Loyal Workers Are Selectively And Ironically Targeted For Exploitation, Study finds

Loyal Workers Are Selectively And Ironically Targeted For Exploitation, Study finds

If you are a loyal worker, you're likely to be an exploited worker.

That is the key takeaway from a new study conducted by Matthew Stanley, a postdoctoral researcher at Duke University's Fuqua School of Business. Stanley's findings appeared in a recent issue of the Journal of Experimental Social Psychology, and the title of the paper pretty much states it all: Loyal Workers Are Selectively And Ironically Targeted For Exploitation. Stanley s research involved asking hundreds of managers to determine how much work is done among employees in fictional scenarios. The employee who was identified as loyal was asked to do unpaid work and take on additional job tasks more often than a worker who was described as disloyal in the experiments. The loyal employee was more often given unpaid work than the workers described as honest or fair. The more work a loyal employee did, the greater the chance that the employee would be asked to do, according to Stanley and his fellow researchers. It is a vicious cycle.

Stanley told MarketWatch that some managers may be exploiting loyal workers simply because they can, but it is not always that cut and dried. They may be blind as to what they are asking of loyal employees, and are worried about getting the job done.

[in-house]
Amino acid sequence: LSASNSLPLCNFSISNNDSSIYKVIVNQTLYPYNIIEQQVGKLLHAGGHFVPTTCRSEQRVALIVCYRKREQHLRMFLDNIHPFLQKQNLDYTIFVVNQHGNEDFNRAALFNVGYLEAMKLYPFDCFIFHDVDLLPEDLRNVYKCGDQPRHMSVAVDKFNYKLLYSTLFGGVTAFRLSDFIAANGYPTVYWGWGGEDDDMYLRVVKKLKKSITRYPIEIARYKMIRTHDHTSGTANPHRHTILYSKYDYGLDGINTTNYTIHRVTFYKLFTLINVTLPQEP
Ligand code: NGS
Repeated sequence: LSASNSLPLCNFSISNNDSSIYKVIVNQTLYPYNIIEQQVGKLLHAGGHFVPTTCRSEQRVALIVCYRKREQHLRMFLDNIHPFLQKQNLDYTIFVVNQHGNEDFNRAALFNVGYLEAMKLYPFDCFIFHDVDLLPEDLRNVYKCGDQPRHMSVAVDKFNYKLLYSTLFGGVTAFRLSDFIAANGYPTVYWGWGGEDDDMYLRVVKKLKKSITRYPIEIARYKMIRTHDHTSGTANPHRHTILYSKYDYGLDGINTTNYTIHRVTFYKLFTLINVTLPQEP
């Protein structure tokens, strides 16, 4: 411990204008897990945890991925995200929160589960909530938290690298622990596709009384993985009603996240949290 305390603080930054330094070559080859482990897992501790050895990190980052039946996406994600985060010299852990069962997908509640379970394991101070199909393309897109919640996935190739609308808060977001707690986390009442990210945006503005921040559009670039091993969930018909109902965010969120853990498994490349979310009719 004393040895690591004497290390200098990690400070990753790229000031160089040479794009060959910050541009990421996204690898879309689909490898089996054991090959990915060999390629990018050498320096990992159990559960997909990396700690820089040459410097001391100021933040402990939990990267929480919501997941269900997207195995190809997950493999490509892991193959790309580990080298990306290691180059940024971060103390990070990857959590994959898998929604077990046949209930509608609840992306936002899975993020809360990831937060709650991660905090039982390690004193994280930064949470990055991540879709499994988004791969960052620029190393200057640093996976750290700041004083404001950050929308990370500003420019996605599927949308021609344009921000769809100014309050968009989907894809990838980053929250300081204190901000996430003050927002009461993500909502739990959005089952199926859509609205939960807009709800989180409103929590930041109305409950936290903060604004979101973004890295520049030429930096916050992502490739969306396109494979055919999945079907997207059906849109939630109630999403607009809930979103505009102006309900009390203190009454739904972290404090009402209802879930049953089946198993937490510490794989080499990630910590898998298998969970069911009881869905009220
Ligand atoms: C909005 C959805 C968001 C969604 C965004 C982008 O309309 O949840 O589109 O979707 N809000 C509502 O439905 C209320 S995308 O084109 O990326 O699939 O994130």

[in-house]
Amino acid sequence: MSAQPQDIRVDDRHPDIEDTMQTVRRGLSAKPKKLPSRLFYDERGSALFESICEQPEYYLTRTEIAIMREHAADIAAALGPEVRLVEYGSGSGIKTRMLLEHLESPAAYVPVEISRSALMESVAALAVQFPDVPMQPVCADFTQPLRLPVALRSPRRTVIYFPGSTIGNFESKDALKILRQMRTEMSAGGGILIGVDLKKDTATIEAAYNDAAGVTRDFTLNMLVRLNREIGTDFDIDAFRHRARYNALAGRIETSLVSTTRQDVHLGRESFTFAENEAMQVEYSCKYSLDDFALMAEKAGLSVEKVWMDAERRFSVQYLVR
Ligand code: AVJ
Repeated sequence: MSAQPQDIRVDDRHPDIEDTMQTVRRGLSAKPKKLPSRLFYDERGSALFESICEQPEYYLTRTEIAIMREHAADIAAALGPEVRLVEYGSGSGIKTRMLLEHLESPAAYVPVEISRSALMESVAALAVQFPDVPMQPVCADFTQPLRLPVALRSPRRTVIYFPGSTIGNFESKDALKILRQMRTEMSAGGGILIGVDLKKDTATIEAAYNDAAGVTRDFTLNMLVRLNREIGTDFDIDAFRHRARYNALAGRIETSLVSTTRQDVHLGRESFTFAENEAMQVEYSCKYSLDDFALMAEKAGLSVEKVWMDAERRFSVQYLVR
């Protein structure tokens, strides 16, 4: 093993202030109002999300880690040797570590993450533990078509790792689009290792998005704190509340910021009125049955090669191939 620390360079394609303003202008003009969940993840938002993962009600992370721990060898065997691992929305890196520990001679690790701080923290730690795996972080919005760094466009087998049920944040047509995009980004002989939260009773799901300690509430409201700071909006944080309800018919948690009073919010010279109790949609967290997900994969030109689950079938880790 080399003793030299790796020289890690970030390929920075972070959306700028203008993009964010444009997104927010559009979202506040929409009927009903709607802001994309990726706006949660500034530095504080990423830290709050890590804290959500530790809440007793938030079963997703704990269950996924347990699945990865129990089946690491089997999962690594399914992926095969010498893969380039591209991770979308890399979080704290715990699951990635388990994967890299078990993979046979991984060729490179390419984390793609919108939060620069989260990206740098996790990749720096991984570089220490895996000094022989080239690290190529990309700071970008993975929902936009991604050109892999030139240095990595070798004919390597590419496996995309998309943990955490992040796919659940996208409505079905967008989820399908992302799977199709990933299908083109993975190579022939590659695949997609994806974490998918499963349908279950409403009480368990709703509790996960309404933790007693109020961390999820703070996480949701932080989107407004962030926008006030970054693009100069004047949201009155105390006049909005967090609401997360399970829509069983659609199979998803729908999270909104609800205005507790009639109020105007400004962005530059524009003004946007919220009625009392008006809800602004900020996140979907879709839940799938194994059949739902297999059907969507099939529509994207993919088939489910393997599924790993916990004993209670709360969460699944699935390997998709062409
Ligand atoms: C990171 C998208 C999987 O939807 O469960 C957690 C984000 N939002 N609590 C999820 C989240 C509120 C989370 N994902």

Stanley said that it is natural to assume managers are malicious people.

Stanley said it may be tempting to say that workers would be better served by acting less loyal, but he stops short of making a statement. Stanley said that loyalty is still a valued trait and employees can benefit from going the extra mile in many situations.

In all circumstances, the message is not to do as little as possible, he said.

Employers should take heed of the conclusions of the study and build in checks and balances to make sure workers aren't exploited, Stanley said.

He concluded that it is a matter of setting up institutional barriers to prevent this kind of thing from happening.

Danielle Boris, a workplace expert, wasn't surprised by the findings. She suggested that if companies want to avoid the trap of overburdening loyal employees, they should think not just in terms of the amount of work they are asking of them, but also in terms of the kind of work.

Boris, founder of Sandbox, suggested that if the work is meaningful and helps the loyal employee feel a sense of accomplishment, it will serve both the employee and employer's purposes. She warned that the converse is also true.

She said that if we pile on work that is just random work, the employee may get burnt out.